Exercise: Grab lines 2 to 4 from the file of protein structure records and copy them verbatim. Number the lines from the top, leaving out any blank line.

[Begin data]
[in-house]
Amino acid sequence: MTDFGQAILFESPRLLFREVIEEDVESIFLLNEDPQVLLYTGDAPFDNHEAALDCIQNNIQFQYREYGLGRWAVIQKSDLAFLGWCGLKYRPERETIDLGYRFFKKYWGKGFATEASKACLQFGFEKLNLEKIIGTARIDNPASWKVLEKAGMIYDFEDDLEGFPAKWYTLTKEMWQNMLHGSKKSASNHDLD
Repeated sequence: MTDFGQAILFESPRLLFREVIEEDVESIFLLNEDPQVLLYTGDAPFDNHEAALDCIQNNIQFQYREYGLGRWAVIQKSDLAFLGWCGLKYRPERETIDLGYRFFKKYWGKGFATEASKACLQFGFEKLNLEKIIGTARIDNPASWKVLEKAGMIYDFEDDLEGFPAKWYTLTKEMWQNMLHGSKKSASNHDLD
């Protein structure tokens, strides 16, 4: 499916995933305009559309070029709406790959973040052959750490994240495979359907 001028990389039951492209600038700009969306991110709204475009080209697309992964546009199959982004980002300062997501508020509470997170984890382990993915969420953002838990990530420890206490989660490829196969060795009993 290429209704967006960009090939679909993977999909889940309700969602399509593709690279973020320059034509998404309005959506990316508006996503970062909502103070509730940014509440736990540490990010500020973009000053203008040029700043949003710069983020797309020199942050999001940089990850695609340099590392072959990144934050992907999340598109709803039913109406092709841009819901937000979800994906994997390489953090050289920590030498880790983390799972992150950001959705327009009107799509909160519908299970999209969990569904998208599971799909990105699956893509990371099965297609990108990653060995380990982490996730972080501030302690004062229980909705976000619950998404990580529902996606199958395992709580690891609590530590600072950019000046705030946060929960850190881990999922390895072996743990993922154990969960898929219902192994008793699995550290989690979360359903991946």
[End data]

Amino acid sequence: MTDFGQAILFESPRLLFREVIEEDVESIFLLNEDPQVLLYTGDAPFDNHEAALDCIQNNIQFQYREYGLGRWAVIQKSDLAFLGWCGLKYRPERETIDLGYRFFKKYWGKGFATEASKACLQFGFEKLNLEKIIGTARIDNPASWKVLEKAGMIYDFEDDLEGFPAKWYTLTKEMWQNMLHGSKKSASNHDLD
Repeated sequence: MTDFGQAILFESPRLLFREVIEEDVESIFLLNEDPQVLLYTGDAPFDNHEAALDCIQNNIQFQYREYGLGRWAVIQKSDLAFLGWCGLKYRPERETIDLGYRFFKKYWGKGFATEASKACLQFGFEKLNLEKIIGTARIDNPASWKVLEKAGMIYDFEDDLEGFPAKWYTLTKEMWQNMLHGSKKSASNHDLD
């Protein structure tokens, strides 16, 4: 499916995933305009559309070029709406790959973040052959750490994240495979359907 001028990389039951492209600038700009969306991110709204475009080209697309992964546009199959982004980002300062997501508020509470997170984890382990993915969420953002838990990530420890206490989660490829196969060795009993 290429209704967006960009090939679909993977999909889940309700969602399509593709690279973020320059034509998404309005959506990316508006996503970062909502103070509730940014509440736990540490990010500020973009000053203008040029700043949003710069983020797309020199942050999001940089990850695609340099590392072959990144934050992907999340598109709803039913109406092709841009819901937000979800994906994997390489953090050289920590030498880790983390799972992150950001959705327009009107799509909160519908299970999209969990569904998208599971799909990105699956893509990371099965297609990108990653060995380990982490996730972080501030302690004062229980909705976000619950998404990580529902996606199958395992709580690891609590530590600072950019000046705030946060929960850190881990999922390895072996743990993922154990969960898929219902192994008793699995550290989690979360359903991946």